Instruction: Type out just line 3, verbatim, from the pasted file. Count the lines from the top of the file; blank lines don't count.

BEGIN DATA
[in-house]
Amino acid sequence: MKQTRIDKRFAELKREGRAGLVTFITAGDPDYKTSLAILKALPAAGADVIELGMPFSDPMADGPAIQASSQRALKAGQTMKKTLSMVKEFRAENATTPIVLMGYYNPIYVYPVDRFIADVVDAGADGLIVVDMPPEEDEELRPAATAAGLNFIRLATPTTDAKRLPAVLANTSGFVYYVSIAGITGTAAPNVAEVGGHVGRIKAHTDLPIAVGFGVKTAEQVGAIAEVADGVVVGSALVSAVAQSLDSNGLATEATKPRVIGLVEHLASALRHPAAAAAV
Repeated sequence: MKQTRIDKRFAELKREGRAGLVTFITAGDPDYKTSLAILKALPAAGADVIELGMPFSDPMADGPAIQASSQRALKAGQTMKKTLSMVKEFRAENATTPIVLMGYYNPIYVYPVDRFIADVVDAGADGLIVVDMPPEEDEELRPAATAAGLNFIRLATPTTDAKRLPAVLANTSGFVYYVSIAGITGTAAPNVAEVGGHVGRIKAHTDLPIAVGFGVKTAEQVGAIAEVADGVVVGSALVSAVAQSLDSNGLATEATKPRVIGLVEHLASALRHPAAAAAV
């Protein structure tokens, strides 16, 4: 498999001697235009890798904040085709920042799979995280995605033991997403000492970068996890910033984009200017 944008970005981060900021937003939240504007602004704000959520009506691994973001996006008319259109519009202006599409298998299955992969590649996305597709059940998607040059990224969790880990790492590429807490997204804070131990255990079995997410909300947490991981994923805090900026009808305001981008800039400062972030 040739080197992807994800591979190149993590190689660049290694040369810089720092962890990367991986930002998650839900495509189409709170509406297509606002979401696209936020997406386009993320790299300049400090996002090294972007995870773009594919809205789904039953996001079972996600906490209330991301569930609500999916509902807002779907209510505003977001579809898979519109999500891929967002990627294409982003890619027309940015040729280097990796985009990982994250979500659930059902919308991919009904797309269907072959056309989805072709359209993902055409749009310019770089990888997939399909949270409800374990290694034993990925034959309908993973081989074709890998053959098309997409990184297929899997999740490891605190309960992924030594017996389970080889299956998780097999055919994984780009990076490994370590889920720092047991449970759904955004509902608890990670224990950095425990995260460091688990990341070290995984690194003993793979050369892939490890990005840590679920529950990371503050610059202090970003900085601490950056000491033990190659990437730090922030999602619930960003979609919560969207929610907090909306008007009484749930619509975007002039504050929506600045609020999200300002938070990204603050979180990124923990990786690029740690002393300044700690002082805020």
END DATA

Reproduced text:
Repeated sequence: MKQTRIDKRFAELKREGRAGLVTFITAGDPDYKTSLAILKALPAAGADVIELGMPFSDPMADGPAIQASSQRALKAGQTMKKTLSMVKEFRAENATTPIVLMGYYNPIYVYPVDRFIADVVDAGADGLIVVDMPPEEDEELRPAATAAGLNFIRLATPTTDAKRLPAVLANTSGFVYYVSIAGITGTAAPNVAEVGGHVGRIKAHTDLPIAVGFGVKTAEQVGAIAEVADGVVVGSALVSAVAQSLDSNGLATEATKPRVIGLVEHLASALRHPAAAAAV